The Jeep All Packed Up and Ready To Go
Up Late Packing
Shelly and I were up until about 3am packing and arranging our things and were in no way rested enough to begin packing the car and making final checks, give the keys to the caretaker, driving to the shipping dock which is 30-45 minutes away, and do all of these things before 11am. It was hot and muggy with little wind and packing the car seemed simple. It wasn't. I think we actually accumulated more THINGS! Some things we have ditched thinking we were streamlined and ready. We weren't.
Packing the Car After 7 Months
We got the car packed and rushed out and down the road to the main road and looking good with 25-30 minutes to get to Island Shipping. Suddenly I realized, I couldn't find my phone. I look around where it normally was in the car, and it's not there. So we turn around go back to the house and Dorn, our property caretaker, was there in the apartment. Shelly couldn't find the phone and Dorn hadn't seen it either. I looked in a bag where I might have put the phone, and it wasn't there. Finally I find it in another bag. I was so out of my mind rushing around and with the lack of sleep, I don't remember putting it in the bag. So now we're going to be substantially late. We hop back in the Jeep and head for Island Shipping.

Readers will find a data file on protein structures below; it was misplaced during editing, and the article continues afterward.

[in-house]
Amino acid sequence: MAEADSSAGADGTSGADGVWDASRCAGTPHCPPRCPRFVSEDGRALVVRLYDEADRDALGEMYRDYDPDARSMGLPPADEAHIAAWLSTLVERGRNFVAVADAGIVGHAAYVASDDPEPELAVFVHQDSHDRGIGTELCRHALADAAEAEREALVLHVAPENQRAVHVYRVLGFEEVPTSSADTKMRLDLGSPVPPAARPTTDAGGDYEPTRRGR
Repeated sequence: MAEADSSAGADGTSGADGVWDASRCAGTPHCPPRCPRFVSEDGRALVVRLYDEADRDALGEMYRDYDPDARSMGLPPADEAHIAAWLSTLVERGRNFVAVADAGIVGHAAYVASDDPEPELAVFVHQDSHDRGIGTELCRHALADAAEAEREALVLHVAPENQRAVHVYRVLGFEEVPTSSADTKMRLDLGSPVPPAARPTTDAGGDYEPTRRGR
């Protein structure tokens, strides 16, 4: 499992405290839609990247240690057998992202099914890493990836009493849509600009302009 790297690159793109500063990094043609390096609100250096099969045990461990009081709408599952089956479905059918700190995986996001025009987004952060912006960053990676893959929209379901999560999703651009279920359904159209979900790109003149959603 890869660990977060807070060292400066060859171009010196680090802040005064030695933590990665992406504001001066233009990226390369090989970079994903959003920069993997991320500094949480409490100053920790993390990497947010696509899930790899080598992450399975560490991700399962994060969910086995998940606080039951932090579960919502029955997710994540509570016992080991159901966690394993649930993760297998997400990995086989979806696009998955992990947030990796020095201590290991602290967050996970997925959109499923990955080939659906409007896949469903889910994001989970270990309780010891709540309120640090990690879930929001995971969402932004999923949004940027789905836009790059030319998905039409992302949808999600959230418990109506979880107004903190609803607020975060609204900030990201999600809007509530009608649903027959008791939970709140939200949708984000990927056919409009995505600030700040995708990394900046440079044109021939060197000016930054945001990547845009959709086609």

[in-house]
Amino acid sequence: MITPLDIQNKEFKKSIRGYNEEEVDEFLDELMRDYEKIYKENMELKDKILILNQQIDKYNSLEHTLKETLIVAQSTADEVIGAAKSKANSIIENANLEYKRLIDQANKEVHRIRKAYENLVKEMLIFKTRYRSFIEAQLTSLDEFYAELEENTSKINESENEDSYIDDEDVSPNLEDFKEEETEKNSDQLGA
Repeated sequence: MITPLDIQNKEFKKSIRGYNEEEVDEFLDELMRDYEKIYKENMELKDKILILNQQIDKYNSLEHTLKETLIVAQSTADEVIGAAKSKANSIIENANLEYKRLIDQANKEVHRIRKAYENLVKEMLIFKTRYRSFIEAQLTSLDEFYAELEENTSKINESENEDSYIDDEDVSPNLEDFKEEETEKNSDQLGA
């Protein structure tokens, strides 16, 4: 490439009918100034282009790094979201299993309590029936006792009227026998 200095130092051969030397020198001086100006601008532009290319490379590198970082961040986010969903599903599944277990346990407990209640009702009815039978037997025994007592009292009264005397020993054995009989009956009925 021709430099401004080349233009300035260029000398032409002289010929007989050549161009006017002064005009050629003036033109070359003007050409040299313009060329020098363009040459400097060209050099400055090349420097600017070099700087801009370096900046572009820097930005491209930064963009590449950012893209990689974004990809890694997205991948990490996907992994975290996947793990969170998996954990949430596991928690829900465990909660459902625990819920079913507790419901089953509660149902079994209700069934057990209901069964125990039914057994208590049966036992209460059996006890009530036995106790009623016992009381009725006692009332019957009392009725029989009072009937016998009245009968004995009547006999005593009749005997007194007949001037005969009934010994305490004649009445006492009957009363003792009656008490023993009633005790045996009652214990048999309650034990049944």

Going to Get The Jeep
Shipping the Car
We made it in record time, only about 10 minutes late. I go inside and I am immediately reminded how on time I really was. Island time...I was early. No one batted an eye or rushed me into getting my car loaded . It was in the morning and it would take all day to go the distance between Roatan and La Ceiba on the slow boat. Everything began to calm and the sun came out and started to bake us. We grabbed a cab out front on the main road and headed for the Galaxy Express Ferry port a few miles away. We were really early for the ferry so we sat in the terminal waiting until 2:00 for our ferry to depart.